Vaughan Williams Birthday Garland Somm CD0683

Vaughan Williams: A Birthday Garland
Roderick Williams (baritone); Susie Allan (piano)
rec. 2023, The Menuhin Hall, Stoke d’Abernon, UK
Texts included
SOMM Recordings SOMMCD 0683 [76]

In 2022, the musical world celebrated the 150th anniversary of the birth of Ralph Vaughan Williams. A gratifying number of recordings of his music appeared – though perhaps not such a bounty as some of us would have wished – and his music was widely performed in concerts and recitals. Among the recital celebrations, baritone Roderick Williams devised what he calls “a fantasy birthday party”. Williams drew up the guest list, which included many composers and poets who had crossed VW’s path in one way or another during his long lifetime. I won’t even being to ape the way in which Williams describes either his guest list or the party in a witty note in the booklet: I’m sure that readers of this review will easily make the various connections as they read through the track list. Suffice to say that the importance of VW as a teacher is recognised by the inclusion of songs by six of his pupils (by my count). Several distinguished fellow-composers, some of them early teachers of VW, others of them his friends and contemporaries, came along to the party to pay their respects and join in the fun. And, of course, the guest of honour has plenty to contribute to the proceedings – and why not? – through eight of his own songs. Towards the end of the programme, two composers from our own time make an appearance; I’ll say more when I consider their musical birthday presents for Uncle Ralph.

Roderick Williams also included poets among the invitees. I don’t know if the songs are presented on this CD in exactly the order in which they were performed in recital. However, I suspect that various groupings of songs according to the poets set have been preserved. So, let’s acknowledge the literary guests as we consider the songs.

First to take a bow is Tennyson, who supplied the texts for the first two songs. The Splendour Falls is an early VW song. To be honest, it’s not the equal of many of his subsequent songs, but this subtly shaded performance by Roderick Williams and Susie Allan allows it to punch above its weight. I admired the characteristic care that Williams takes over the text as he sings the song with great expression. Charles Woods’ Fortune and her Wheel was composed, Simon Heffer tells us in his booklet essay, during his student days at the Royal College of Music. The song was new to me and it’s well worth hearing.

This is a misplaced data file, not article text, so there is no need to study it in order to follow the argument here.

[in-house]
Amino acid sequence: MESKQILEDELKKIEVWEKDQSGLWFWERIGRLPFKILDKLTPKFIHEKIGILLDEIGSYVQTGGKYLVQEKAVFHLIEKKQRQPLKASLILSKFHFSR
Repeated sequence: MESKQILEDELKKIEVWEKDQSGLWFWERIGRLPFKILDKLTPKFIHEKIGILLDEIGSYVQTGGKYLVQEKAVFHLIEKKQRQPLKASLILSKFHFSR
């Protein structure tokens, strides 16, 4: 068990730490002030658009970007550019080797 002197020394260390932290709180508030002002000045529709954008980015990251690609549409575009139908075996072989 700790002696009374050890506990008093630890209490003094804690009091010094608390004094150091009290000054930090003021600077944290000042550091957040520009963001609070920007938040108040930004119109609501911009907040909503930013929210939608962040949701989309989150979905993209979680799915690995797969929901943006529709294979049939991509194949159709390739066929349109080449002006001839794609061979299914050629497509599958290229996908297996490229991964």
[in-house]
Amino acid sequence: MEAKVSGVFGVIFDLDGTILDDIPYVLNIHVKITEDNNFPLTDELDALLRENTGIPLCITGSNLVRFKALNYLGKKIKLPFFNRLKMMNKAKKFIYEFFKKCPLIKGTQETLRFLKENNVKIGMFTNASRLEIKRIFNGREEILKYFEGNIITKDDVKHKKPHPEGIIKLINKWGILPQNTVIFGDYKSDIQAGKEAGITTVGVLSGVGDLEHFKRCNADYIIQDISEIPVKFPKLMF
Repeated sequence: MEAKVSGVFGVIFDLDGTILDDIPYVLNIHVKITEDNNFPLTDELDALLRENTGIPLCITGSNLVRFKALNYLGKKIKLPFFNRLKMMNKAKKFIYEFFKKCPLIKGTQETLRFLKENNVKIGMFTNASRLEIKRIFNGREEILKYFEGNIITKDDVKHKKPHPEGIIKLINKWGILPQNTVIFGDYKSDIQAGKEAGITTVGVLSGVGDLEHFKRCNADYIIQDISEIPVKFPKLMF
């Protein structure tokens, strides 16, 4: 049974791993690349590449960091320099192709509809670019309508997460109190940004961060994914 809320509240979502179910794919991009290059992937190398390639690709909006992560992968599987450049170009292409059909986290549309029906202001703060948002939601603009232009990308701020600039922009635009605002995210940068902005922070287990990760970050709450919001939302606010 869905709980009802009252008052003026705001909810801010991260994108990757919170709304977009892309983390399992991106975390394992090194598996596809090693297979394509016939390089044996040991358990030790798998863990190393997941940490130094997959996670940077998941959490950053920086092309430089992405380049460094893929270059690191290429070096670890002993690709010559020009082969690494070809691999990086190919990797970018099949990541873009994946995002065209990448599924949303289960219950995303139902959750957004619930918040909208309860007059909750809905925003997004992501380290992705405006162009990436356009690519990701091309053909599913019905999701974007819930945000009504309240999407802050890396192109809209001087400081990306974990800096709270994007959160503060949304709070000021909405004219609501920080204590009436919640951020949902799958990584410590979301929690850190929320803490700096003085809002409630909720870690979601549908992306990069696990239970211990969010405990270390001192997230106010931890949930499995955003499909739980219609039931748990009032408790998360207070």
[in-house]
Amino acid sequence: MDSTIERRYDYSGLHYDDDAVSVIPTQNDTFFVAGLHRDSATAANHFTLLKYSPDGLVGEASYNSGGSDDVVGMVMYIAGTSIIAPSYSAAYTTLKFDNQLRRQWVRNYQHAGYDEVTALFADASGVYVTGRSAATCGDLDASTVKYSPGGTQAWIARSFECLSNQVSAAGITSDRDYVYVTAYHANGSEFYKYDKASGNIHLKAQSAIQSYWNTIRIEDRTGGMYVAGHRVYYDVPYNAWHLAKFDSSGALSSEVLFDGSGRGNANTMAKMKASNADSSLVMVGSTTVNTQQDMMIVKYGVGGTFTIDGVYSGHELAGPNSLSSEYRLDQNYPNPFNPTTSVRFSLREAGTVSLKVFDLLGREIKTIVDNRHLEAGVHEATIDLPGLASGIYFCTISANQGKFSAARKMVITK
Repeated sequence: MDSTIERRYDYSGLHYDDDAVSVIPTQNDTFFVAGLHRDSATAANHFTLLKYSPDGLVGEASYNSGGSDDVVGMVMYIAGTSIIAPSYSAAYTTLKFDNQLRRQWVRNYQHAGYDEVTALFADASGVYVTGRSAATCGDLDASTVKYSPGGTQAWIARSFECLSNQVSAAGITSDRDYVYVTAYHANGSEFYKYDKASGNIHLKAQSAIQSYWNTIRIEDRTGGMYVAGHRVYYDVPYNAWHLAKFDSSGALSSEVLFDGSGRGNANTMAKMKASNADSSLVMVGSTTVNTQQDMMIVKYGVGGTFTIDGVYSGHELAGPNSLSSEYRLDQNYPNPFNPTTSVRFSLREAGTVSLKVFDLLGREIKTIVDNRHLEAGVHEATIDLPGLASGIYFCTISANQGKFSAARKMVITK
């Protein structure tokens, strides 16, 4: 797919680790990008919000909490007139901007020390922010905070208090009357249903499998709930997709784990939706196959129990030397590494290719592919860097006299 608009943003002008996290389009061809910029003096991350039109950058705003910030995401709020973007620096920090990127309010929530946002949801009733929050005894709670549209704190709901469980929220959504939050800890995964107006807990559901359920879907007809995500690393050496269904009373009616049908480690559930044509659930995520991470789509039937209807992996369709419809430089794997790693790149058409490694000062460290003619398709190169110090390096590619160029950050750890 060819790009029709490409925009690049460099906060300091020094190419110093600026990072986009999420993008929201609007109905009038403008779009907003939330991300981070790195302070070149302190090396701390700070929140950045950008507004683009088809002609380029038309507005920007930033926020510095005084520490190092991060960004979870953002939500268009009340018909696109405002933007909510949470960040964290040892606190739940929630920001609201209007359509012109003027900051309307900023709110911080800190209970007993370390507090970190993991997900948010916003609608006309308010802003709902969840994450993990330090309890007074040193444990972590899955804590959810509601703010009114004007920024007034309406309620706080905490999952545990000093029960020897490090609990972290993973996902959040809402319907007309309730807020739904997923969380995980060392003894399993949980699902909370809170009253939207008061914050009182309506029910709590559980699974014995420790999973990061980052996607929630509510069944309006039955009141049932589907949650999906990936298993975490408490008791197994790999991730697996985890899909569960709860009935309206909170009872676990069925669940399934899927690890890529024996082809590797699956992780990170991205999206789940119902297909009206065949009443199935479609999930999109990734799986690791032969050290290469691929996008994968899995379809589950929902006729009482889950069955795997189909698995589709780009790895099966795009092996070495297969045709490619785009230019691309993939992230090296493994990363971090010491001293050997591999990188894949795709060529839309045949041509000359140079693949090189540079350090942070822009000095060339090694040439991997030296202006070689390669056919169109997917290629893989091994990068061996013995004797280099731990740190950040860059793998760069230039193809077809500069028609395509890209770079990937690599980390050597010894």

Then we hear what is probably VW’s best-known song. Linden Lea. Williams sings this in a rustic Dorset accent. I’ve heard him do this before and I’m still not 100% convinced, though it does enliven a song which is as familiar as it is fine. Perhaps this song is the start of a small group of “accent” songs. Ravel’s Chanson écossaise is, in fact, a setting of Burns’ well-known ‘Ye banks and braes’. The song is surely an outlier among Ravel’s songs; I’m not aware that he wrote anything else in a British language (I hesitate to follow Simon Heffer’s example and term the song’s language ‘English’). I greatly admired Susie Allan’s delectable playing during this item. Bruch’s ‘O Saw Ye My Father?’ is less of an outlier in his output because it’s one of a set of twelve Scottish Folksongs, which he composed before 1864. In both of these items Williams adopts a gentle Scots accent.